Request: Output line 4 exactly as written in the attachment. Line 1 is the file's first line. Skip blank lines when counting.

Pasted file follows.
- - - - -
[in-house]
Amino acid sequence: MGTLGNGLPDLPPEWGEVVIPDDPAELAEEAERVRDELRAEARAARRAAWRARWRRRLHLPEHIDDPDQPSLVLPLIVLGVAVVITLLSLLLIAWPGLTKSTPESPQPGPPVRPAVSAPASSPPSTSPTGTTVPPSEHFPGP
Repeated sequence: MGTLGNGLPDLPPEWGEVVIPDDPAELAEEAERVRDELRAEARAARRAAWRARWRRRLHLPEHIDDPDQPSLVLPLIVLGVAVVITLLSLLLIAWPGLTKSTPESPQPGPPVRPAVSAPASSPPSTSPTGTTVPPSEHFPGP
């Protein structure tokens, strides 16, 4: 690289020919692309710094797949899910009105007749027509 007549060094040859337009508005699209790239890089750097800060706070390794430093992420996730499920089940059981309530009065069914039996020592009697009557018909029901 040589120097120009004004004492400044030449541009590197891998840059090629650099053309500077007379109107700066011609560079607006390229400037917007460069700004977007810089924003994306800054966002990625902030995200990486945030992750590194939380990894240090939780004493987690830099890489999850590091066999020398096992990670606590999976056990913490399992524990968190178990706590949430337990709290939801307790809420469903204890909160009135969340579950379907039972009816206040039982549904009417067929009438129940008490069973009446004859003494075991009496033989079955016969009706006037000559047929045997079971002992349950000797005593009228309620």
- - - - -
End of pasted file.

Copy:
């Protein structure tokens, strides 16, 4: 690289020919692309710094797949899910009105007749027509 007549060094040859337009508005699209790239890089750097800060706070390794430093992420996730499920089940059981309530009065069914039996020592009697009557018909029901 040589120097120009004004004492400044030449541009590197891998840059090629650099053309500077007379109107700066011609560079607006390229400037917007460069700004977007810089924003994306800054966002990625902030995200990486945030992750590194939380990894240090939780004493987690830099890489999850590091066999020398096992990670606590999976056990913490399992524990968190178990706590949430337990709290939801307790809420469903204890909160009135969340579950379907039972009816206040039982549904009417067929009438129940008490069973009446004859003494075991009496033989079955016969009706006037000559047929045997079971002992349950000797005593009228309620």